Negotiating a Salary? Five Steps to Getting it Right
By Greg Simpson on May 22, 2014
In the United States, joblessness is falling to levels last seen before the Great Recession. But those hoping that the labor market has, at last, turned in favor of job seekers will be disappointed by the latest BLS findings. In April, over 800,000 Americans left the labor force, presumably having lost hopes of finding a job. Earnings, meanwhile, remain where they’ve been for nearly a decade—stagnating.
Those of us still hunting for jobs must be cannier than ever, not only in landing a suitable position but in negotiating a salary commensurate with our talents. In a tough market, it pays to take a careful, well-reasoned approach. Consider these 5 key steps toward a successful negotiation:
- Arm yourself with the facts. No one ever benefited by bargaining from ignorance. Revealing what existing employees are earning, websites such as Glassdoor.com and Indeed can help you determine a figure your prospective employer might accept. Be sure to download LHH’s 2014 Salary Guide for quick access to salary data.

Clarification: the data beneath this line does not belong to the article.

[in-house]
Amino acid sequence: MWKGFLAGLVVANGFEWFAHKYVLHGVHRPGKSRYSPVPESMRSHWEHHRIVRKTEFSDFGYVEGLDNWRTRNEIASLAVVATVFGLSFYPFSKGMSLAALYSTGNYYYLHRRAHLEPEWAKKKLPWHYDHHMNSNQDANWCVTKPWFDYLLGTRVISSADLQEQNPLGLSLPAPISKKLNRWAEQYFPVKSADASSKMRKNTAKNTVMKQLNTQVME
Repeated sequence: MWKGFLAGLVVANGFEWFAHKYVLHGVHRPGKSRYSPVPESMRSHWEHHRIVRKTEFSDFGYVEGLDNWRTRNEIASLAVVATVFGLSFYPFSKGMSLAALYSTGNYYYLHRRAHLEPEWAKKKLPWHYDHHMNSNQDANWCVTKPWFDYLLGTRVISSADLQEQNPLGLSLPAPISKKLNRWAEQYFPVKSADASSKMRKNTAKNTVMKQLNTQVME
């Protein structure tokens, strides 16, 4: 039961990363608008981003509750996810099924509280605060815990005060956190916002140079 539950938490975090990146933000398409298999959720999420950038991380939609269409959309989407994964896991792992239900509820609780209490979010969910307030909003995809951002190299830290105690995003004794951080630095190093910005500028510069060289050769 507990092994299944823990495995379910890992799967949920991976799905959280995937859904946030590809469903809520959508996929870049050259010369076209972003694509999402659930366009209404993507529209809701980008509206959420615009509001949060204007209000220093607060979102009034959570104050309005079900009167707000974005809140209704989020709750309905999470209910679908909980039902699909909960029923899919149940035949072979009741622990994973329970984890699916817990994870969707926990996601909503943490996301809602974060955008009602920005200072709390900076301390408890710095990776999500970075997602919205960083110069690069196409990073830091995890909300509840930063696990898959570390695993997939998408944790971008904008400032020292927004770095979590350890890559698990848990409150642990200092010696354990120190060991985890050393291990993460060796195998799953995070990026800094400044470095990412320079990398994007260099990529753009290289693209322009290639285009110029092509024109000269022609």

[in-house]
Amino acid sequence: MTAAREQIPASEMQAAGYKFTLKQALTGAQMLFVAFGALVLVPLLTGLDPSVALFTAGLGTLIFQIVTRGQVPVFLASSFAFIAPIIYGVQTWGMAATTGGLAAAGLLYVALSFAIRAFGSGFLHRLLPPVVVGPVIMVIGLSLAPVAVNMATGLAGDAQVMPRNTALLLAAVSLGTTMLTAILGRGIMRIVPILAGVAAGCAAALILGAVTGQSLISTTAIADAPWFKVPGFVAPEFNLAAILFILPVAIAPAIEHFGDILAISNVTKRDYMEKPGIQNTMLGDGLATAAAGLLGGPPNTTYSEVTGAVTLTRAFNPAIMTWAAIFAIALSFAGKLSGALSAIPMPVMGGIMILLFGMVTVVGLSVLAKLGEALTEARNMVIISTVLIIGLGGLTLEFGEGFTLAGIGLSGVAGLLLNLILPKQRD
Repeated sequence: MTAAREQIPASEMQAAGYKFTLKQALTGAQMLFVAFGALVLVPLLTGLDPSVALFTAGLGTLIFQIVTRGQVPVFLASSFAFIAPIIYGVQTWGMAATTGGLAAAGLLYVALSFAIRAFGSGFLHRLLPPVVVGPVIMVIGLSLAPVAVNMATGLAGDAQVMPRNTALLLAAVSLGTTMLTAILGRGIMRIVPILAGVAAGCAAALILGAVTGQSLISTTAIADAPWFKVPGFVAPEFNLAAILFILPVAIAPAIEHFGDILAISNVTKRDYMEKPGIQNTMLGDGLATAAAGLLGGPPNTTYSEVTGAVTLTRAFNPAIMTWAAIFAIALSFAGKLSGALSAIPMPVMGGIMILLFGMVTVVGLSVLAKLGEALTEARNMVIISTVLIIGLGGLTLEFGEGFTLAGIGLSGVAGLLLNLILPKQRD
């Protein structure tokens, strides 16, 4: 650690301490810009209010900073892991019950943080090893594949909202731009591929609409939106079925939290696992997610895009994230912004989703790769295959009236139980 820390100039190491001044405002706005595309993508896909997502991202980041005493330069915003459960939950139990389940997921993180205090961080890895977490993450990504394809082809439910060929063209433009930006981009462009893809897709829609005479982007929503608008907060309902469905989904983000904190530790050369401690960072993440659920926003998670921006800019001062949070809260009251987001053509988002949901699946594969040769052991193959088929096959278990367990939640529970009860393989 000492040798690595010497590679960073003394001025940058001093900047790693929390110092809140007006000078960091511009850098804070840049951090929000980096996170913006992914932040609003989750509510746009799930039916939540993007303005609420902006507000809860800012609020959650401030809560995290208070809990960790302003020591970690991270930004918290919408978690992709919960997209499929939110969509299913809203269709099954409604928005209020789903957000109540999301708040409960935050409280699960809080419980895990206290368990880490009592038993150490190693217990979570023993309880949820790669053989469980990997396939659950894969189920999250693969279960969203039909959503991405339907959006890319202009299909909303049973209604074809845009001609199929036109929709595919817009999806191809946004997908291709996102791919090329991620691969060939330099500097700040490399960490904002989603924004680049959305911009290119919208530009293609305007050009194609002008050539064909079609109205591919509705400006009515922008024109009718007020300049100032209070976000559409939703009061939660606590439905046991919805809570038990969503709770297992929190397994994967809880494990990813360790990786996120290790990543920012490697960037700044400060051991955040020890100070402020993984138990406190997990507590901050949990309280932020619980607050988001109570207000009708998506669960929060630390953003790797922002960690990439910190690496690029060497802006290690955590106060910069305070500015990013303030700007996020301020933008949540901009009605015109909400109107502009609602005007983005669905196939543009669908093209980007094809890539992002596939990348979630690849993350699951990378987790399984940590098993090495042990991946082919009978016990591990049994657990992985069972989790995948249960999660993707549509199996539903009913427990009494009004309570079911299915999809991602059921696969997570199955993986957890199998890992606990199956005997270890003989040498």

- Avoid salary discussions until the interview process is near an end. Once you know what they want (you), you’re likelier to get what you want.
- Be honest about your current or most recent salary. You don’t want to start a job only to have a truth emerge that compromises your credibility.
- Once you’ve received an offer, don’t fear presenting a counter. It’s expected and demonstrates a healthy sense of self-worth. But don’t do it more than once.
- Keep your cool. Energy and enthusiasm are pluses but not if they betray anxiety and desperation.
With wage levels remaining flat, you can’t expect salary negotiations in the future to correct flawed negotiations in the past. So get it right, right from the start.
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